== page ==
Categories: Gossip, Tongue
This morning I found myself reflecting back on a blog post I read recently by Lois Tverberg. What jogged my memory was an unease I felt this morning about some things I had said to someone about someone else, giving more information than the other person probably needed to know. Then I came across this morning’s lectionary reading: “Those who consider themselves religious and yet do not keep a tight reign on their tongues deceive themselves, and their religion is worthless” (James 1:26). Ouch. Tverberg’s blog post is actually an excerpt from her book Walking in the Dust of Rabbi Jesus, which I’ve also been reading lately. I think the whole post is worth a read, so here goes:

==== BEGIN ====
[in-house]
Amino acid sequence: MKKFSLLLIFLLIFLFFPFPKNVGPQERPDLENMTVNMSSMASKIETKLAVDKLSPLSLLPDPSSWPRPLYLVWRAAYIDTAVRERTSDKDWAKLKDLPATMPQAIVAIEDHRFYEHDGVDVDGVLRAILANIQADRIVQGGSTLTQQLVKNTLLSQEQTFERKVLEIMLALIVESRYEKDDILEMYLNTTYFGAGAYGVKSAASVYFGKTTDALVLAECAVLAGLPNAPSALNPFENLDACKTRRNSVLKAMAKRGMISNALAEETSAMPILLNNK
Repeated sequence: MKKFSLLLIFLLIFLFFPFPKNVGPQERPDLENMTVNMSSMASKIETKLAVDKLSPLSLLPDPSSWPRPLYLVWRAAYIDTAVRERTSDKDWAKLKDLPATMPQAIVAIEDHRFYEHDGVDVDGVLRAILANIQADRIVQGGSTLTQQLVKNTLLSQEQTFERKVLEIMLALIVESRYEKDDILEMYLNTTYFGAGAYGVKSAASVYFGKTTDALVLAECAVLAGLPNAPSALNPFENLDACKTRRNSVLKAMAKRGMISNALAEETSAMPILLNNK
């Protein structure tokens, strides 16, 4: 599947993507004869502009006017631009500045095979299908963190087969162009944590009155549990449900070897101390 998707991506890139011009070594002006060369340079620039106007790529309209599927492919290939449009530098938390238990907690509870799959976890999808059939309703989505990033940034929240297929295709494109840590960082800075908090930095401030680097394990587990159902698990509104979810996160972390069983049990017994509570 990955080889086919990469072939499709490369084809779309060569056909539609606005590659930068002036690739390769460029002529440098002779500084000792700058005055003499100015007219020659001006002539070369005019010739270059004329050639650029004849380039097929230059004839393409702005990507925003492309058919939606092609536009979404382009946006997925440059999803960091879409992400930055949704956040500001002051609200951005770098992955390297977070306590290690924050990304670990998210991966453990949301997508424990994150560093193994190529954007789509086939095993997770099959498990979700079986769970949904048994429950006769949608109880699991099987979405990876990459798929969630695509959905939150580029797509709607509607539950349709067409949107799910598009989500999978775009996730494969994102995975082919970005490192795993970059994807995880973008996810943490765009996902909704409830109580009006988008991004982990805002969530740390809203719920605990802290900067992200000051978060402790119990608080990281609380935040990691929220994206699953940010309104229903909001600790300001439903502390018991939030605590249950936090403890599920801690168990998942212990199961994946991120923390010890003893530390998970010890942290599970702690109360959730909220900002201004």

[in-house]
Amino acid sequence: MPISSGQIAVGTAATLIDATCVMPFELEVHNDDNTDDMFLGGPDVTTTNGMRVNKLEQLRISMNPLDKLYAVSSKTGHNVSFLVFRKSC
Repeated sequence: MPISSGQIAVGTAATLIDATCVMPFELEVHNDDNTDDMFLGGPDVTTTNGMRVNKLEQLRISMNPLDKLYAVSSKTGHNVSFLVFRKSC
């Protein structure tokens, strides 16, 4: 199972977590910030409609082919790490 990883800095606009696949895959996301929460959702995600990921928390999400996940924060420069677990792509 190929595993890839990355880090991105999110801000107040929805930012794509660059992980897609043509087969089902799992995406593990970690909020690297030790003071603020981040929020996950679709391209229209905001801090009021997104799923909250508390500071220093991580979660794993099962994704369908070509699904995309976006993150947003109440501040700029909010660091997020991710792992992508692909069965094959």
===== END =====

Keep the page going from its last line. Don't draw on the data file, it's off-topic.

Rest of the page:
“Death and life are in the power of the tongue” (Proverbs 18:22).
Wouldn’t it be nice to be able to leave a room knowing that no one will say anything unkind about you? Or to not need to worry that a co-worker’s coolness is because she got wind of your comments about her over lunch last week?
We can preserve a friend’s marriage with our wise counsel. Or we can shred the self-worth of a child with criticism, or incinerate a friendship with gossip. We all fail daily at being consistently Christ-like in what comes out of our lips.
Is there any way to improve what comes out of our mouths? Read the rest of this post »